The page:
This column, which I have enjoyed writing twice a month since mid-January, is mostly an expression of my opinions about food, eating, and health issues.

By training I am a music teacher (which I love!). However, because I have fought a tendency to eat too much, exercise too little, and therefore weigh too much for most of my adult life, I have made an effort to learn as much as I can by reading books and articles on those subjects, by talking to many health professionals, and by watching educational and news programs concerning weight management. I have finally achieved my goal weight for the first time ever by, for the most part, cutting out all sweets and reducing portion sizes of everything else. Because many people who have known me when I was 50-plus pounds overweight ask about what I eat, I enjoy sharing what helped contribute to my success.

I would like to take this opportunity to thank all those folks - friends, family, and new acquaintances - who have affirmed what I write by calling, writing e-mails and snail mails, and speaking to me personally. They have greatly outnumbered the anonymous folks who post negative comments to the online Journal, of which there were quite a few after my last column. To the second group, I'd just like to say: if you don't like what I write about, don't read it. If you do choose to read it and want to comment, have the guts to sign your name so that we might have an adult discussion.

OK ... got that off my chest.

Last week there was an article in the Muscatine Journal that said that Iowa had kept the same place - 22nd - in the nation for adult obesity rates. Sounds sort of like good news, right? At least we didn't move up in the ranking. The bad news is that everyone's getting fatter: Last year Iowa achieved that ranking because 26.7 percent of adults were obese; this year it's 27.6 percent. According to the article, adult obesity rates increased in 28 states in the past year, and declined only in the District of Columbia. (Could that be a result of Michelle Obama's garden?) And a survey found that 84 percent of parents believe their children are at a healthy weight, but research shows that nearly one-third of children are overweight or obese.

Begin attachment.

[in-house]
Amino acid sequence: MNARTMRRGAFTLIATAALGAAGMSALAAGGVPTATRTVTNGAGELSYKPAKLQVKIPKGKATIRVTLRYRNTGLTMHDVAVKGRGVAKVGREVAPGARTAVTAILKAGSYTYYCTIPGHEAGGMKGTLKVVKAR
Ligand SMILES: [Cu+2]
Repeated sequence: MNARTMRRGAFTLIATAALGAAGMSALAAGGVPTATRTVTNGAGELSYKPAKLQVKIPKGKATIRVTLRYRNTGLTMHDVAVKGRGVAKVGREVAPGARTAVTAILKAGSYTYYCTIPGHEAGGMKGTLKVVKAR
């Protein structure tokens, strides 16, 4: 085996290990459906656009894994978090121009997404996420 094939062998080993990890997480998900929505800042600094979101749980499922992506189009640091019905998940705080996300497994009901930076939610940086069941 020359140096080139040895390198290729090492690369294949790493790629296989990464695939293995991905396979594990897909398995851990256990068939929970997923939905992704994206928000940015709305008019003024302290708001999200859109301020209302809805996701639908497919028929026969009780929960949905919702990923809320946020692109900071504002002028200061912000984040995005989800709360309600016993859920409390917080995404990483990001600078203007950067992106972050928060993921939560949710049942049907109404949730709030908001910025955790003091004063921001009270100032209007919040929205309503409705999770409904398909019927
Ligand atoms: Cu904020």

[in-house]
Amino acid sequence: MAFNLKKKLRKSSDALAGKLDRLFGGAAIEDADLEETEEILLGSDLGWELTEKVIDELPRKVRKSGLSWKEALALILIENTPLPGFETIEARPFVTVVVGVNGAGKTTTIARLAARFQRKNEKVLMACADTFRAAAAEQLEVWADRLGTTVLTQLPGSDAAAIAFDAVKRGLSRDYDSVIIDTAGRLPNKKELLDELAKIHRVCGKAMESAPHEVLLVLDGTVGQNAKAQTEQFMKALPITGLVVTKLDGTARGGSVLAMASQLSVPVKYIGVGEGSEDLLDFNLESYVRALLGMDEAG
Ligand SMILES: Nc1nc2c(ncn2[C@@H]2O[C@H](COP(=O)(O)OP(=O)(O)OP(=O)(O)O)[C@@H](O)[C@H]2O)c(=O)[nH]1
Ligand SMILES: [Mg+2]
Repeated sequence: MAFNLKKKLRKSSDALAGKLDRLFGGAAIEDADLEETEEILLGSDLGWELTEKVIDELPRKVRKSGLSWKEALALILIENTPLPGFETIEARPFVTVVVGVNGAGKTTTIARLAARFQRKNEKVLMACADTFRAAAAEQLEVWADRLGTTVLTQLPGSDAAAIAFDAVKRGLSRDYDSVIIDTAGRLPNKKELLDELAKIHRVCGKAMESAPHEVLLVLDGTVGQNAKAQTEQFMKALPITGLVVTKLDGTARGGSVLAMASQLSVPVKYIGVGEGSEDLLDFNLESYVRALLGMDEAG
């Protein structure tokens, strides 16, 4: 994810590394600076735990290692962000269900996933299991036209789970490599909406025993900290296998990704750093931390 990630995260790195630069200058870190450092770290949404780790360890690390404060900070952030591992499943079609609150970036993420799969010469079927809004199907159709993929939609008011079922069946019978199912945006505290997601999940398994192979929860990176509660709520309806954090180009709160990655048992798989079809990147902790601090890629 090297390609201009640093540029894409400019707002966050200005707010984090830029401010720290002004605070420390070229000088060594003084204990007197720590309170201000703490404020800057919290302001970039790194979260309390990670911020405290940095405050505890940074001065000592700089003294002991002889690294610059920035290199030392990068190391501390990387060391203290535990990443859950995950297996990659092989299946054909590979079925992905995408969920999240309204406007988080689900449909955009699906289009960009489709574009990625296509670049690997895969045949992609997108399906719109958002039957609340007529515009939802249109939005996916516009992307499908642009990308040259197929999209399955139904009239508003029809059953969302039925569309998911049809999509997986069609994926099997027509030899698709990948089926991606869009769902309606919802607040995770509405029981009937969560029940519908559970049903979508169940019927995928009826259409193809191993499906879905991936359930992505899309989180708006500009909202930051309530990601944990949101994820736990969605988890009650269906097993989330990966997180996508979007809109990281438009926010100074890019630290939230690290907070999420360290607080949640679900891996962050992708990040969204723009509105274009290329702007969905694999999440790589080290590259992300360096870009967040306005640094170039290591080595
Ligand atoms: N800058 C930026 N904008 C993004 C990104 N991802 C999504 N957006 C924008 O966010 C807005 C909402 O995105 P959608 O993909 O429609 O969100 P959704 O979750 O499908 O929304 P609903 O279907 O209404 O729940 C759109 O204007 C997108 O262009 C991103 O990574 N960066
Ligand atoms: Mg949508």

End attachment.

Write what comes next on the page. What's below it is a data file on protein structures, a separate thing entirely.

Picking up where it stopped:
What I see more of is big, fat bellies, on bodies of all ages. Years ago I saw Dr. Mehmet Oz, a New York cardiac surgeon, on "Oprah" (before he had his own show) and he was displaying something I had never heard of called the "omentum." It is the layer of fat in the front of the stomach that protects our internal organs. In a person of normal weight and size, it is thin and lacy-looking, but Dr. Oz also had one from an overweight person. It was thick and more solid looking. He explained that belly fat is by far the most dangerous fat we can have on our bodies, because that omentum, as it thickens, starts to impede the normal function of our organs, especially the heart. Dr. Oz contends that the great concern with a fatty omentum is that it starts inflammatory processes, which can lead to diabetes, high blood pressure, and hardening of the arteries. Essentially the bigger the omentum, the more you are at risk for a variety of difficult illnesses.

Apparently, even though big bellies are unhealthy, they're becoming more accepted. Have you noticed how many people - especially young women - are wearing tight shirts made of thin material, no matter how big their stomachs are? Whatever happened to: "Does this make me look fat?"

Yes. It does.

Lori Carroll has been a music teacher for 30-plus years, and teaches at Louisa-Muscatine Schools. She may be contacted at lorising2me@yahoo.com.

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